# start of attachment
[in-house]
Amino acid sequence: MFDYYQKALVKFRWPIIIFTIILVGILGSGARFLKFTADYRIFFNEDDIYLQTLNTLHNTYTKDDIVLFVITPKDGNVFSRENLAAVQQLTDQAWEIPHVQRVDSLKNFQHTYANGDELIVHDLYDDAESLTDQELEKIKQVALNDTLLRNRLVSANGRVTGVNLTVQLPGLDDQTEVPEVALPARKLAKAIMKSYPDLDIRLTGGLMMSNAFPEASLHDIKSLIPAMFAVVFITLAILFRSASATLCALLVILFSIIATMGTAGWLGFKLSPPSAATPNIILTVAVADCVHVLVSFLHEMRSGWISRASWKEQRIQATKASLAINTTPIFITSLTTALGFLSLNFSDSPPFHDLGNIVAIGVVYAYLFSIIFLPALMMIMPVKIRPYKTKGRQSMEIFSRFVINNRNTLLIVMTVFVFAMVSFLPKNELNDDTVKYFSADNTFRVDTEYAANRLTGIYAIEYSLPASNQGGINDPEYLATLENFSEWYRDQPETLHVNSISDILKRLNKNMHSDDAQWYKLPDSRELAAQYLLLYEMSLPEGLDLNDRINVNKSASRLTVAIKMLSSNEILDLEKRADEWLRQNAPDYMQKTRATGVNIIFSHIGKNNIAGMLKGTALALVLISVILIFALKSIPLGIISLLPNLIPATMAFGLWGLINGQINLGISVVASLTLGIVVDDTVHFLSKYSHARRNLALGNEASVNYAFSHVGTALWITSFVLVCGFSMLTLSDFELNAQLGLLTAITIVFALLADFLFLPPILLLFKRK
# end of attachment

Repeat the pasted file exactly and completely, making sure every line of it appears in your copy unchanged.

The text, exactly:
[in-house]
Amino acid sequence: MFDYYQKALVKFRWPIIIFTIILVGILGSGARFLKFTADYRIFFNEDDIYLQTLNTLHNTYTKDDIVLFVITPKDGNVFSRENLAAVQQLTDQAWEIPHVQRVDSLKNFQHTYANGDELIVHDLYDDAESLTDQELEKIKQVALNDTLLRNRLVSANGRVTGVNLTVQLPGLDDQTEVPEVALPARKLAKAIMKSYPDLDIRLTGGLMMSNAFPEASLHDIKSLIPAMFAVVFITLAILFRSASATLCALLVILFSIIATMGTAGWLGFKLSPPSAATPNIILTVAVADCVHVLVSFLHEMRSGWISRASWKEQRIQATKASLAINTTPIFITSLTTALGFLSLNFSDSPPFHDLGNIVAIGVVYAYLFSIIFLPALMMIMPVKIRPYKTKGRQSMEIFSRFVINNRNTLLIVMTVFVFAMVSFLPKNELNDDTVKYFSADNTFRVDTEYAANRLTGIYAIEYSLPASNQGGINDPEYLATLENFSEWYRDQPETLHVNSISDILKRLNKNMHSDDAQWYKLPDSRELAAQYLLLYEMSLPEGLDLNDRINVNKSASRLTVAIKMLSSNEILDLEKRADEWLRQNAPDYMQKTRATGVNIIFSHIGKNNIAGMLKGTALALVLISVILIFALKSIPLGIISLLPNLIPATMAFGLWGLINGQINLGISVVASLTLGIVVDDTVHFLSKYSHARRNLALGNEASVNYAFSHVGTALWITSFVLVCGFSMLTLSDFELNAQLGLLTAITIVFALLADFLFLPPILLLFKRK